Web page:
Around 15% of home owners aged 55 and over, the equivalent of 1.2 million people, say they would definitely consider moving if stamp duty was abolished for last time buyers while another 30% say not having to pay stamp duty would influence their decision to move.

‘While downsizing is an emotive issue, increasingly people are looking at how they find a suitable property to support their later life living needs. Whether it is adapting their current property or downsizing to something smaller and more convenience for family and services, all of these choices have financial implications,’ said Will Hale, Key’s chief executive officer.

Whether you’re a last time buyer or a first time buyer find out how it affects you in our guide to stamp duty

Read the full story

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accidental landlords fall

Accidental landlords fall for the first time in five years as tax changes hit those letting homes they can’t sell – This is Money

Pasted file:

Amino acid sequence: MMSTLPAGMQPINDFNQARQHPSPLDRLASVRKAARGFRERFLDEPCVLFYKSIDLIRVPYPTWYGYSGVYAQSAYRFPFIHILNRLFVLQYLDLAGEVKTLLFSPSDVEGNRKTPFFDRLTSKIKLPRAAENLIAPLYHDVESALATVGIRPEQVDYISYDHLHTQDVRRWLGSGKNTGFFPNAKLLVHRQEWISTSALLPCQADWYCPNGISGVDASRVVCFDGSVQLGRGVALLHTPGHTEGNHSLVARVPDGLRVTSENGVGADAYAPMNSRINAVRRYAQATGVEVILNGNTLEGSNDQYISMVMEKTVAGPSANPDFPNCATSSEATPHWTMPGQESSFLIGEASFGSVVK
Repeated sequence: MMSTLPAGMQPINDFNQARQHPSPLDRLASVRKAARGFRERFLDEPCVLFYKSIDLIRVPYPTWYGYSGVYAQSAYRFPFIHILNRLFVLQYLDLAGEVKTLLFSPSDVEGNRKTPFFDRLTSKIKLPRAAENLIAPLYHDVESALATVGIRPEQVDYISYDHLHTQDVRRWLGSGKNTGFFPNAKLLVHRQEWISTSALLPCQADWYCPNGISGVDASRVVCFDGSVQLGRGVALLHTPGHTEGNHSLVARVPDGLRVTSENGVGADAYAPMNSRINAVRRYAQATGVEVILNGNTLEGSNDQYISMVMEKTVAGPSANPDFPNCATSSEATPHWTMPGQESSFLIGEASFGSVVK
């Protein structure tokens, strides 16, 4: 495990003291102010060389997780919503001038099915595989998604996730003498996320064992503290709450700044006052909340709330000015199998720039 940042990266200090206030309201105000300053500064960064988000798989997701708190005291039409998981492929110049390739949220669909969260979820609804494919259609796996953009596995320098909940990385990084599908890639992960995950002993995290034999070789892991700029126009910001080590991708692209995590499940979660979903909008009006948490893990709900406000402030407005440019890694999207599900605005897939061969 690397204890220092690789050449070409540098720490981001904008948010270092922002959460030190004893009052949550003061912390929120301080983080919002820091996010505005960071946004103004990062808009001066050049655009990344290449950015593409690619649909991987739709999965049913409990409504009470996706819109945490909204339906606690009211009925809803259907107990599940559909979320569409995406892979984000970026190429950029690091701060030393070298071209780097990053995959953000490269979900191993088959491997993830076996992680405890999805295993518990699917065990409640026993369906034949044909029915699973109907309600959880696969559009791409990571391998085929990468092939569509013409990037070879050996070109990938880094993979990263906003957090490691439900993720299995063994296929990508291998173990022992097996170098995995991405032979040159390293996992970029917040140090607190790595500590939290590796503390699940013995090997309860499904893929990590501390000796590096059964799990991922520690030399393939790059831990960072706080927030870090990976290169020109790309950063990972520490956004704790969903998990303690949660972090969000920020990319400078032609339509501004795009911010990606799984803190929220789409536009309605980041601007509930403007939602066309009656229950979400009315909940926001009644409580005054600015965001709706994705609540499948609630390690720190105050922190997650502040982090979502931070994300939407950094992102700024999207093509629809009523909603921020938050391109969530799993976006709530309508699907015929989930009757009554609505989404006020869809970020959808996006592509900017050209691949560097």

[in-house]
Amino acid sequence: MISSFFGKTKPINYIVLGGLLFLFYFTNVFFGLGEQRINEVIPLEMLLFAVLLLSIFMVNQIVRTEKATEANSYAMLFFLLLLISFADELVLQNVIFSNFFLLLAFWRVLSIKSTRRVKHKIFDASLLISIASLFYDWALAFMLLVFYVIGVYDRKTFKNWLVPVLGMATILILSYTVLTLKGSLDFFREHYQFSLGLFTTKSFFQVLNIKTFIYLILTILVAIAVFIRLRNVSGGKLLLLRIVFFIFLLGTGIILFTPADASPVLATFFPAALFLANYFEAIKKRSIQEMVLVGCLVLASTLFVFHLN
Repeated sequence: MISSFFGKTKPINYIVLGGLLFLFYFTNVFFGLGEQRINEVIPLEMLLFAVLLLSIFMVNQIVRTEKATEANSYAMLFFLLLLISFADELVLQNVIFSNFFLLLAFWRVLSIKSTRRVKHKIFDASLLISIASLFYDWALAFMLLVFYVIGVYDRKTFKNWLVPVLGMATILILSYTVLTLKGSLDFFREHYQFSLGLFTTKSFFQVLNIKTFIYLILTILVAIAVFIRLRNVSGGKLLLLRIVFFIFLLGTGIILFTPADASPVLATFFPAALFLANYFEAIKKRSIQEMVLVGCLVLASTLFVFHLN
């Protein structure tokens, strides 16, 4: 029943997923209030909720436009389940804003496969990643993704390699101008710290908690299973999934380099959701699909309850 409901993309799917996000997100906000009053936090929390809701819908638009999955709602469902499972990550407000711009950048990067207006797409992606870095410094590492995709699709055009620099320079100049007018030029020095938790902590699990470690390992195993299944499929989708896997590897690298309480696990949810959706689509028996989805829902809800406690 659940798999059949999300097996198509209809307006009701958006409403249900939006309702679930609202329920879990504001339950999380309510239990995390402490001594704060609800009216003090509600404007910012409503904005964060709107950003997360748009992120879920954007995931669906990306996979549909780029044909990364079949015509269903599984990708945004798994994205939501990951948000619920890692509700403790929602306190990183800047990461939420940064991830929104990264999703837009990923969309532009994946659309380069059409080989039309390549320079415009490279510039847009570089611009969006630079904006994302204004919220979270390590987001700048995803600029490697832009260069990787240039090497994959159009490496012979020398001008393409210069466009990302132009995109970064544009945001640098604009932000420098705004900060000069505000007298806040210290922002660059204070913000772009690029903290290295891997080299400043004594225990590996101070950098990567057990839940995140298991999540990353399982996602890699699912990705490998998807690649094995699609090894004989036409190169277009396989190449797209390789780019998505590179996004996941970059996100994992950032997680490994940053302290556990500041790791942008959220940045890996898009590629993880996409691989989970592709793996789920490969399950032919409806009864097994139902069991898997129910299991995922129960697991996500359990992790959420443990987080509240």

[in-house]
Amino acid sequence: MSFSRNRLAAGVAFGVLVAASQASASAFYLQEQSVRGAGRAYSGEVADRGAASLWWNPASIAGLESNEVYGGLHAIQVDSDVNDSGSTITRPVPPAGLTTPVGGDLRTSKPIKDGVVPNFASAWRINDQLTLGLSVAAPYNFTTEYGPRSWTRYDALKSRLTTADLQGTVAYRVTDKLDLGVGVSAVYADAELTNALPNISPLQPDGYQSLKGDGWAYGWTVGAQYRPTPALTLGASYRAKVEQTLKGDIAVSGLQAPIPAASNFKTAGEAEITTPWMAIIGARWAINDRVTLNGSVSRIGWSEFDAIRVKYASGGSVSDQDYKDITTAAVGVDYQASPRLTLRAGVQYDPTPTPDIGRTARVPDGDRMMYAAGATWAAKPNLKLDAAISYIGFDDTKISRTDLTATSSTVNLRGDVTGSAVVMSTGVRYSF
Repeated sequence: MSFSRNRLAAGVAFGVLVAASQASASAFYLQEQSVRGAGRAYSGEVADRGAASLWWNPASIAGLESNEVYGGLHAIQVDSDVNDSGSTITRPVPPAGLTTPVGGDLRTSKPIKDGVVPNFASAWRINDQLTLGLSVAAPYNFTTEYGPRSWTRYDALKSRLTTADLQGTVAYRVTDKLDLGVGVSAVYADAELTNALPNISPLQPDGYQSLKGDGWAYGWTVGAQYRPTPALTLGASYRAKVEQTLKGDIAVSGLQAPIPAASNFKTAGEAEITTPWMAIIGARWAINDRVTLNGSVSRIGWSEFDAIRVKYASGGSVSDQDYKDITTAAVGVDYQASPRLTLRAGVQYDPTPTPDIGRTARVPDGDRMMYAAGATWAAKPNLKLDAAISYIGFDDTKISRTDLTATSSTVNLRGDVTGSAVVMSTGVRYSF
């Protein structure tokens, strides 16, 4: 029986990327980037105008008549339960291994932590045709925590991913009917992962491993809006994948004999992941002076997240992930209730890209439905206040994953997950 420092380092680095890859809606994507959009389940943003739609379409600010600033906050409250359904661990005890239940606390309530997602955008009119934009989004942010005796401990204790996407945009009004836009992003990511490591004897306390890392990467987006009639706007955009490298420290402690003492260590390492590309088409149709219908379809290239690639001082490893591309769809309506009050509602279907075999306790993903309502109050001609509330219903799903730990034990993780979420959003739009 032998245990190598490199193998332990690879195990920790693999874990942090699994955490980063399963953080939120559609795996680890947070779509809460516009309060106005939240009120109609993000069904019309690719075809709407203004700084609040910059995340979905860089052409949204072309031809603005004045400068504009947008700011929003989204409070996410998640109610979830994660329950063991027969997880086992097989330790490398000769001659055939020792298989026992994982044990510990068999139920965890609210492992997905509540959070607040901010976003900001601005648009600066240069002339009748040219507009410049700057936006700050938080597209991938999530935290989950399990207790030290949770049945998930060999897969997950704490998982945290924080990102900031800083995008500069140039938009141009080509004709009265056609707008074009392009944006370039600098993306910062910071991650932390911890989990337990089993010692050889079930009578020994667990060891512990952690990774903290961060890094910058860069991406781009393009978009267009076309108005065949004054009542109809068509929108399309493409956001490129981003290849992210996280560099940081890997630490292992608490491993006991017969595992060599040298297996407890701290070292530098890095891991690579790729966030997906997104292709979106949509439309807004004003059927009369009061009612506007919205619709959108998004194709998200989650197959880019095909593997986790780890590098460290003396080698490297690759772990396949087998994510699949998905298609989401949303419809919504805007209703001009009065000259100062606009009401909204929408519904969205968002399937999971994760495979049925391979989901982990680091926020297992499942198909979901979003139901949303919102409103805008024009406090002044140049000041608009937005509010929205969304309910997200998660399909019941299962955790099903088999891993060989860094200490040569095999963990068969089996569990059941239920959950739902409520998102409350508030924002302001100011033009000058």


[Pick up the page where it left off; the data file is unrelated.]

The proportion of homes let by accidental landlords has fallen for the first time in five years, according to a report released in the news this week.

So-called accidental landlords are those who didn’t buy a property with the intention of letting it out, but who have since ended up doing so – often either because they cannot sell and need to move, or decide to buy a new home and hold on to a property as an investment.

Currently around one in every 14 landlords falls into this category, but they have been squeezed by tax changes, including extra stamp duty on buying a new home and losing full mortgage interest relief against rental income.

Traditionally, accidental landlords have had access to extra relief from capital gains tax when they sell a property that isn’t their home, but from April next year this is due to be scaled back further, potentially costing accidental landlords thousands when they sell up.